Naming the Bass Fretboard

Posted on August 1, 2010

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Hello and welcome to the first segment of my Bass line construction series. In this article I’m going to cover one of the basic elements of playing, fret names. Having a solid foundation in this area I’ve found makes it easier in the long run to advance more quickly. I don’t disapprove of tablature but I’ve found an increasing number of students not being comfortable with fret names which in turn can limit their musical experiences should they decide to branch out into other playing situations. I compare the bass neck to the keys on a piano, except of course the bass neck isn’t black and white, wouldn’t that be fun though. Notice the pattern of the black and white keys, there is a set of 3 black keys and then after that a set of 2 black keys. This pattern is repeated for the entire length of the keyboard.

If you are not familiar yet with a keyboard, the white keys are the natural notes and the black are the sharps and flats. A sharp is when a note is brought up a 1/2 in pitch and a flat is produced when you bring a note down ½ step in pitch.

Now let’s find middle C to establish a sense of where we are with the notes. Middle C is the white key that is right before the set of 2 black keys located near the middle of the piano. The musical alphabet, on any instrument, runs from A to G and then starts again at A, which is an octave (8 notes) higher. If we were to start naming the white notes at middle C and move up we would just say C D E F G A B C and this would continue through to the end of the board.

Look closely at the white keys and see if you can find the 2 sets of white keys that are right next to each other. Those 2 sets are B and C, also E and F. These are the natural half step, there is no black key between them. B,C occur right before the set of 2 black keys. E,F occur before the set of 3 black keys.

Why do we want to know that? This same exact pattern occurs on the bass fret board. Whenever you encounter B,C and E,F on your fret board they will always be next to each other. Then it just becomes a matter of accounting for this natural ½ step which will then in turn allow you to name every other fret.

Let’s take the open string names. I read this way back in a magazine years ago, I wish I could remember who wrote it, I owe him a lot of thanks but I can not recall his name (sorry). But this little saying he used is great for remembering string names. Starting with your low E string (the thickest one) and going down, your string names are E A D G. Now use this little saying to help that stick, Eat At Dan’s Grill.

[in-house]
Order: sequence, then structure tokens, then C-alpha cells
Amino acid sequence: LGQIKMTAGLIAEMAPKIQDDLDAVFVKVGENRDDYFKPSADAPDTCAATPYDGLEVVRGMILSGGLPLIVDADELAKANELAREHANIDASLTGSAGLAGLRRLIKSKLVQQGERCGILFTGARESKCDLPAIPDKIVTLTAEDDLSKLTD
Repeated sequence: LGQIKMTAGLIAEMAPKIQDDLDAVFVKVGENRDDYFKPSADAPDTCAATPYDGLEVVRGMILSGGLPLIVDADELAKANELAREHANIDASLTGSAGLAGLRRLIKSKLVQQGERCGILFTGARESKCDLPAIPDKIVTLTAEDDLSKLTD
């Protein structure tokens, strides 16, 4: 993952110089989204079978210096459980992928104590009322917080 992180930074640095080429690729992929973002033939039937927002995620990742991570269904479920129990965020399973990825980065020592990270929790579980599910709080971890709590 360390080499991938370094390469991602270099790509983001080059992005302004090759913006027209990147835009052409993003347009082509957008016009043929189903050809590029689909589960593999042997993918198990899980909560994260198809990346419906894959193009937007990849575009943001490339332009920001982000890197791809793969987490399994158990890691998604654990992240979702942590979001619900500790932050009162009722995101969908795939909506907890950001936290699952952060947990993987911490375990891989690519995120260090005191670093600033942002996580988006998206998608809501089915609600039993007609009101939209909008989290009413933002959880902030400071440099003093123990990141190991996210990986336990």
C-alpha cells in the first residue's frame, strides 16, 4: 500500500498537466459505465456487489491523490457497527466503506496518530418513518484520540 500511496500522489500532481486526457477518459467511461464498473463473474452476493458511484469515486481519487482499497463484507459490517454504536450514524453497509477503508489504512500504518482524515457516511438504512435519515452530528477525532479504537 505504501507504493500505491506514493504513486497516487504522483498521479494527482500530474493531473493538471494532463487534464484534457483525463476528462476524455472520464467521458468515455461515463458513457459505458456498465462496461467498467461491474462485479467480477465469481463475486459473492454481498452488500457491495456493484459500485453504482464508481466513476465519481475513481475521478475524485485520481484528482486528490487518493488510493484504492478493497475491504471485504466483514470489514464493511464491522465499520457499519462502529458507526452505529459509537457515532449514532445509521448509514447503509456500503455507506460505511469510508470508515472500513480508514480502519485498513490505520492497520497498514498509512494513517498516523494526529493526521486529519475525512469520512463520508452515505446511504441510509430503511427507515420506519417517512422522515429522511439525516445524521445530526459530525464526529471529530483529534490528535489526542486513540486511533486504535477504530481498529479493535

Take the first letter of each word and those are your string names.

Second step, starting with your open string, let’s take “A”(if you‘re a right handed player and are holding your bass, the A is the 2nd string from the top-also the 2nd thickest), name all your natural notes from the open string up to the 12th fret. At the 12th fret all your note names repeat.

A is the open string, now let’s look for the note B. Here’s where remembering the natural ½ step comes in. A and B are not one of the natural ½ steps, this means that they have a black key/fret between them, since we are only doing the natural notes (no sharps or flats, no black keys) this means we will skip that first fret but don’t worry we will be naming it later. This brings us to the 2nd fret, this is the note B.

Now B and C are one of the natural ½ steps, so the way they are next to each other on the piano keyboard is the same way they are on the bass. B is on the 2nd fret and C on the 3rd.

Now we will find the note D. Are C and D one of the natural ½ steps? No, only B,C and E, F. This means we will again skip a fret just like we did between A and B. So this places the note D on the 5th fret.

D and E are not the ½ step either so we will skip another fret to find E.

This places E on the 7th. Now we are looking to find F. Aha! E and F are the natural ½ step which means they are right next to each other on the 7th and 8th frets.

Between F and G there is a fret, this places G on the 10th. And now we come around, we’re in the home stretch, between G and A there is a fret/black key/sharp or flat, this places A on the 12th. BAM!! we’re home again, remember the string repeats at the 12th but with the notes being an octave higher.

I’ve met many students and players, some of whom had been playing for quite some time, who had not yet had a comfortable working knowledge of the fret names. I’ve heard many arguments about what is helpful to know as a player and I’ve come to the conclusion that being able to find the frets when chord changes are read or called out is such a useful tool. I’m hoping that this article makes it easier for you.

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